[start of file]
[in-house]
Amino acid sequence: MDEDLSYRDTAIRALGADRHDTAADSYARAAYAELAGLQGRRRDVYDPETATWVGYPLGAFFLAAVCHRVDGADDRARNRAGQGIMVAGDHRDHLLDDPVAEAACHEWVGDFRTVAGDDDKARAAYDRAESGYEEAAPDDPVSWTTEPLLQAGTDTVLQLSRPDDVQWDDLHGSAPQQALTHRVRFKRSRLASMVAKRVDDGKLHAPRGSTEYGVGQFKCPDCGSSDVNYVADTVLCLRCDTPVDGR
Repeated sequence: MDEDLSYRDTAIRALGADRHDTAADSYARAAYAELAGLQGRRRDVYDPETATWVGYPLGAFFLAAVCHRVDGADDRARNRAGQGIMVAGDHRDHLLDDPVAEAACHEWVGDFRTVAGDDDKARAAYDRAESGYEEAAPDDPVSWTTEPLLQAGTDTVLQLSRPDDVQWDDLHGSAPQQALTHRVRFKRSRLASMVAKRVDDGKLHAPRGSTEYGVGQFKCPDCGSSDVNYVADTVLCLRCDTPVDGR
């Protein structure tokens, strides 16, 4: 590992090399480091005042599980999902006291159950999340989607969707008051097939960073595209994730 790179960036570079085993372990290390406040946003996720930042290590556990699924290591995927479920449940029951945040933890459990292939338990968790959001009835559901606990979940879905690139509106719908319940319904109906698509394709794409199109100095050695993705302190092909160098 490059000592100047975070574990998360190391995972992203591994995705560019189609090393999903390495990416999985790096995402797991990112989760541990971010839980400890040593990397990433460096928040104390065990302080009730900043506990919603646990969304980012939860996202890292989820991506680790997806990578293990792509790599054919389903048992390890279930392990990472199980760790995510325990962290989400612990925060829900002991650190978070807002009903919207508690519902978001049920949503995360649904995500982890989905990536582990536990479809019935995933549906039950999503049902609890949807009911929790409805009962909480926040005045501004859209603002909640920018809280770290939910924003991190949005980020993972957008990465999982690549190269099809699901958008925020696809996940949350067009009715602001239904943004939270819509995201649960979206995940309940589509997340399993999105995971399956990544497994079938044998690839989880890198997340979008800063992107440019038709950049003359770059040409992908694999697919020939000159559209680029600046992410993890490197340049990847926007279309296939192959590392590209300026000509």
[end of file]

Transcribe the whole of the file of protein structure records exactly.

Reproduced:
[in-house]
Amino acid sequence: MDEDLSYRDTAIRALGADRHDTAADSYARAAYAELAGLQGRRRDVYDPETATWVGYPLGAFFLAAVCHRVDGADDRARNRAGQGIMVAGDHRDHLLDDPVAEAACHEWVGDFRTVAGDDDKARAAYDRAESGYEEAAPDDPVSWTTEPLLQAGTDTVLQLSRPDDVQWDDLHGSAPQQALTHRVRFKRSRLASMVAKRVDDGKLHAPRGSTEYGVGQFKCPDCGSSDVNYVADTVLCLRCDTPVDGR
Repeated sequence: MDEDLSYRDTAIRALGADRHDTAADSYARAAYAELAGLQGRRRDVYDPETATWVGYPLGAFFLAAVCHRVDGADDRARNRAGQGIMVAGDHRDHLLDDPVAEAACHEWVGDFRTVAGDDDKARAAYDRAESGYEEAAPDDPVSWTTEPLLQAGTDTVLQLSRPDDVQWDDLHGSAPQQALTHRVRFKRSRLASMVAKRVDDGKLHAPRGSTEYGVGQFKCPDCGSSDVNYVADTVLCLRCDTPVDGR
């Protein structure tokens, strides 16, 4: 590992090399480091005042599980999902006291159950999340989607969707008051097939960073595209994730 790179960036570079085993372990290390406040946003996720930042290590556990699924290591995927479920449940029951945040933890459990292939338990968790959001009835559901606990979940879905690139509106719908319940319904109906698509394709794409199109100095050695993705302190092909160098 490059000592100047975070574990998360190391995972992203591994995705560019189609090393999903390495990416999985790096995402797991990112989760541990971010839980400890040593990397990433460096928040104390065990302080009730900043506990919603646990969304980012939860996202890292989820991506680790997806990578293990792509790599054919389903048992390890279930392990990472199980760790995510325990962290989400612990925060829900002991650190978070807002009903919207508690519902978001049920949503995360649904995500982890989905990536582990536990479809019935995933549906039950999503049902609890949807009911929790409805009962909480926040005045501004859209603002909640920018809280770290939910924003991190949005980020993972957008990465999982690549190269099809699901958008925020696809996940949350067009009715602001239904943004939270819509995201649960979206995940309940589509997340399993999105995971399956990544497994079938044998690839989880890198997340979008800063992107440019038709950049003359770059040409992908694999697919020939000159559209680029600046992410993890490197340049990847926007279309296939192959590392590209300026000509």